The Book

Intrigued by tales of his parents' long-ago journey to the pre-revolutionary "Pearl of the Antilles," award-winning photographer Byron Motley traveled to Cuba more than a decade ago and instantly fell in love. Year after year he has returned with his camera to explore its vistas, its people, and its spirit.

Forgoing the political imagery that has dominated American media, Motley highlights the many ways in which Cubans retain and nourish their zest for life despite the scarcity of every day. Through his vivid photographs, readers discover the real Cuba: its heart-stopping architecture and infectious energy, its cars seemingly teleported from the past, its love of baseball so fierce as to be nearly religious, the joy of community, and the unexpected juxtapositions of life in the last bastion of communism in the Western world.

Even before the easing of travel restrictions, Motley's personal relationships with key dignitaries provided him with unprecedented access in Havana, allowing him to capture the allure, the mystique, and the vibrant essence of Cuba.



“Motley’s photographs are vivid, varied and beautiful. This is a perfect coffee table or gift book”. —Manhattan Book Review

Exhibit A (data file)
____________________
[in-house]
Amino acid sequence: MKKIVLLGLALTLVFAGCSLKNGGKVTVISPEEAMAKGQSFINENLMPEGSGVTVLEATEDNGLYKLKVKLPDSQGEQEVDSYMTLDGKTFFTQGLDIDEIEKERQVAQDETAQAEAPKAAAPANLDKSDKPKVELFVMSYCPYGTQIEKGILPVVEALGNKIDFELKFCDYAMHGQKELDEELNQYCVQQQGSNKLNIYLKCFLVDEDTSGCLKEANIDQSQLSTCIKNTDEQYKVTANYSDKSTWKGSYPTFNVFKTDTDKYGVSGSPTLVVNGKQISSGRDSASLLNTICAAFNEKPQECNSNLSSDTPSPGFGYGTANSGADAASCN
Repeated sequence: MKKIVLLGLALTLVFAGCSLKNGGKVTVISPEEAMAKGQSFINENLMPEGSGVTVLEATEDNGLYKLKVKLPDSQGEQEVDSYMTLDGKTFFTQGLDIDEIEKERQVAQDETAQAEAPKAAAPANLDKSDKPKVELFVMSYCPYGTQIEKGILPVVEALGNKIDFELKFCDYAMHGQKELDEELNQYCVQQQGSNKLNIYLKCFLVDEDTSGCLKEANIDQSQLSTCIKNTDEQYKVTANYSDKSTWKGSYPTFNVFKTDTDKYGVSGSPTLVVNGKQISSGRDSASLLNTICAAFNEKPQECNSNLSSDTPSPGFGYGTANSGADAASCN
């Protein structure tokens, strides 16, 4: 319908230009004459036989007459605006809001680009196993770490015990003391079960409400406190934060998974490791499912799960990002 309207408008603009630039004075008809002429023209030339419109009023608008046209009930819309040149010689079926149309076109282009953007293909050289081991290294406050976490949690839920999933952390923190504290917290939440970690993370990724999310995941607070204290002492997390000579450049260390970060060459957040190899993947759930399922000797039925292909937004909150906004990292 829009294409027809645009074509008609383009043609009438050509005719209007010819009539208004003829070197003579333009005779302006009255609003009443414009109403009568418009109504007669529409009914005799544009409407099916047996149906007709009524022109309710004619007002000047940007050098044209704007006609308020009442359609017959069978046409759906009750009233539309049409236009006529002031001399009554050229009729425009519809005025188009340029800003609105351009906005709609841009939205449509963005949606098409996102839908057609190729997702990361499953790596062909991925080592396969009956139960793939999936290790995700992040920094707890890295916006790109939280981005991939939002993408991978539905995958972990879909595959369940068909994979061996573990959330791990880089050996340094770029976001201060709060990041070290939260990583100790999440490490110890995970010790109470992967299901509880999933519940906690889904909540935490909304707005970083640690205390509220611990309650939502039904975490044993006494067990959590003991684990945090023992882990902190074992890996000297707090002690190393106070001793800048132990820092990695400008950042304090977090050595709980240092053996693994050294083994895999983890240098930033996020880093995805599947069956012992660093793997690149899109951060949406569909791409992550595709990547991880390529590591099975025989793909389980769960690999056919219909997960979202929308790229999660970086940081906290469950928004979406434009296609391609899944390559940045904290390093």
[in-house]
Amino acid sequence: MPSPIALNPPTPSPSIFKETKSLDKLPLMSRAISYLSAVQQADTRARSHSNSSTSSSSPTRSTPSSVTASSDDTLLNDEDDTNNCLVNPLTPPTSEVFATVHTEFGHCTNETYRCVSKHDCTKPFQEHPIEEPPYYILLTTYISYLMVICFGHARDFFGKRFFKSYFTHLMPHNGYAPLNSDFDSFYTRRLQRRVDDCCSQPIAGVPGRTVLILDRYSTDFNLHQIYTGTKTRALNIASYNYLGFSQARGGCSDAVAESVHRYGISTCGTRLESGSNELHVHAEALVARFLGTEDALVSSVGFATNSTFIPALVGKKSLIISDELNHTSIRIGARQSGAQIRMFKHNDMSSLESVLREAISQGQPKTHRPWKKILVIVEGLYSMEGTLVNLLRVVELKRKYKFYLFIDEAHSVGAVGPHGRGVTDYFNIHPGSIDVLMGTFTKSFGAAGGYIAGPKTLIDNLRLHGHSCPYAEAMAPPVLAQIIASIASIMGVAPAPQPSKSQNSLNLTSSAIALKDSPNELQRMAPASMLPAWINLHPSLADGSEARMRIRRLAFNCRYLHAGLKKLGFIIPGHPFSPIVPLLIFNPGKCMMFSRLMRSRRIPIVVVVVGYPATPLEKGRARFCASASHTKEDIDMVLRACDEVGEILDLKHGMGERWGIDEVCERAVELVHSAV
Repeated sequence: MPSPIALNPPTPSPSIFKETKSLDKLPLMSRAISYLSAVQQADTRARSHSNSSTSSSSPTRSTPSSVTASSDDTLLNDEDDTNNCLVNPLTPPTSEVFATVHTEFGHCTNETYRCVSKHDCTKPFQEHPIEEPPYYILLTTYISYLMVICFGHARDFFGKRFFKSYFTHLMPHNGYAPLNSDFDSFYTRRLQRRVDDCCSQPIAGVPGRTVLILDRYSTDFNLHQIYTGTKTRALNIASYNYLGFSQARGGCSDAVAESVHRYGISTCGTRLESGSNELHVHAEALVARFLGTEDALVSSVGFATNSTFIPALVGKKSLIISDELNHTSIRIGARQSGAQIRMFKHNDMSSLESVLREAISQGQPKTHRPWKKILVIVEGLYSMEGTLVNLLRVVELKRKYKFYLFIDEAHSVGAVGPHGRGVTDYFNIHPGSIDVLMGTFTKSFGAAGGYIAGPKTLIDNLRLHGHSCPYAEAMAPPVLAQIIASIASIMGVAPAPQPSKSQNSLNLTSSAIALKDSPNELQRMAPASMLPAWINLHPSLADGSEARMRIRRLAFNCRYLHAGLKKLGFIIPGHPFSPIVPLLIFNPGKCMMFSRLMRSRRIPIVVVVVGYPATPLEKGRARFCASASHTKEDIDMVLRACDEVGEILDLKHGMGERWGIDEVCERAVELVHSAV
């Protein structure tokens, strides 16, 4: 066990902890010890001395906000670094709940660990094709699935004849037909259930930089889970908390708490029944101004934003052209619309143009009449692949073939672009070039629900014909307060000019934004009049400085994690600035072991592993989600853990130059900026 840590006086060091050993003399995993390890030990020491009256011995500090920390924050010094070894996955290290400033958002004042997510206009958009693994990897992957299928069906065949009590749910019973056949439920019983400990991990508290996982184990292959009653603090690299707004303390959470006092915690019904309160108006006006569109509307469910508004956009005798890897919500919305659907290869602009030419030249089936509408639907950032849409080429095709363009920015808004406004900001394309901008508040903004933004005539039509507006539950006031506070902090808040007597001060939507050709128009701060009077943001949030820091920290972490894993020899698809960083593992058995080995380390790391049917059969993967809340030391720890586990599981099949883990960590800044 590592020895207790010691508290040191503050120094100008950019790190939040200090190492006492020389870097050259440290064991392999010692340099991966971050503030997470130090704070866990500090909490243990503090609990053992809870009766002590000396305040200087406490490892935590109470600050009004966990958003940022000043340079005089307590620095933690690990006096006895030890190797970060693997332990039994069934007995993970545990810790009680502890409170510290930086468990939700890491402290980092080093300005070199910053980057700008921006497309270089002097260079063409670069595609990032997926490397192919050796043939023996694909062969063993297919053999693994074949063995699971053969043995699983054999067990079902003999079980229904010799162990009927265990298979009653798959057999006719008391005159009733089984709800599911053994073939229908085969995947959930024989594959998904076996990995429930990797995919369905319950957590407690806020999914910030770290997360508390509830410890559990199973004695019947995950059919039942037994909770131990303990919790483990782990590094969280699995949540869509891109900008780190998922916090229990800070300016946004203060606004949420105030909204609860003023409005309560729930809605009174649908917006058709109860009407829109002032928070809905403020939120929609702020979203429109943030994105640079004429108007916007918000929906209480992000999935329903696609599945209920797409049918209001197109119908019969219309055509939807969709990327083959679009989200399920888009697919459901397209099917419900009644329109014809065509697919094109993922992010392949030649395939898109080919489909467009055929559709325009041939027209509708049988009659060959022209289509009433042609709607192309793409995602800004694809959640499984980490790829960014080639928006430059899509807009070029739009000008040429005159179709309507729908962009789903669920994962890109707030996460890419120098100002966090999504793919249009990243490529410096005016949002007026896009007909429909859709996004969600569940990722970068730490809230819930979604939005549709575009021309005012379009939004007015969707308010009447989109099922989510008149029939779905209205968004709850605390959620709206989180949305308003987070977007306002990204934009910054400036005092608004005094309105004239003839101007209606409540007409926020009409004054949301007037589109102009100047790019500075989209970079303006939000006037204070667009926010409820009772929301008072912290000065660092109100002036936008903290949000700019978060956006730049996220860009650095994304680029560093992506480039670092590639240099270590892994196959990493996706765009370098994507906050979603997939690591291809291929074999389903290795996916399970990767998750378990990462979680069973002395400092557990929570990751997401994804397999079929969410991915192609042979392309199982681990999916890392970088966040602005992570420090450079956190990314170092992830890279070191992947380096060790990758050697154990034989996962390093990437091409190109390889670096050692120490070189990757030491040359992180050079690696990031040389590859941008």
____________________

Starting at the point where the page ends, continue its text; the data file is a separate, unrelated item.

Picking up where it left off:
"These beautiful photographs bring back many memories of Cuba--my people, my childhood, and so many beautiful moments that passed growing up in my beloved land.” —Yasiel Puig, Los Angeles Dodgers all-star outfielder



“Anyone who has the pleasure of perusing the arresting pages in this righton-time photograph album will see the source of our enthusiasm. . . View and enjoy these sensitive photos, and bon voyage”. —Booklist
 

“Motley’s combined photographic and narrative skills create a succinct and evocative journey that transports the reader into those sides of island life and legacy that engage him most powerfully. . . . The result is this stunning visual and heart-felt narrative of Cuba in all its major dimensions”. — INsights



“Through [Motley’s] vivid photographs, readers discover the real Cuba, its heart-stopping architecture and infectious energy, its cars seemingly teleported from the past, its love of baseball so fierce as to be nearly religious, the joy of community, and the unexpected juxtaposition of life in the last bastion of communism in the Western world”. — McCormick Messenger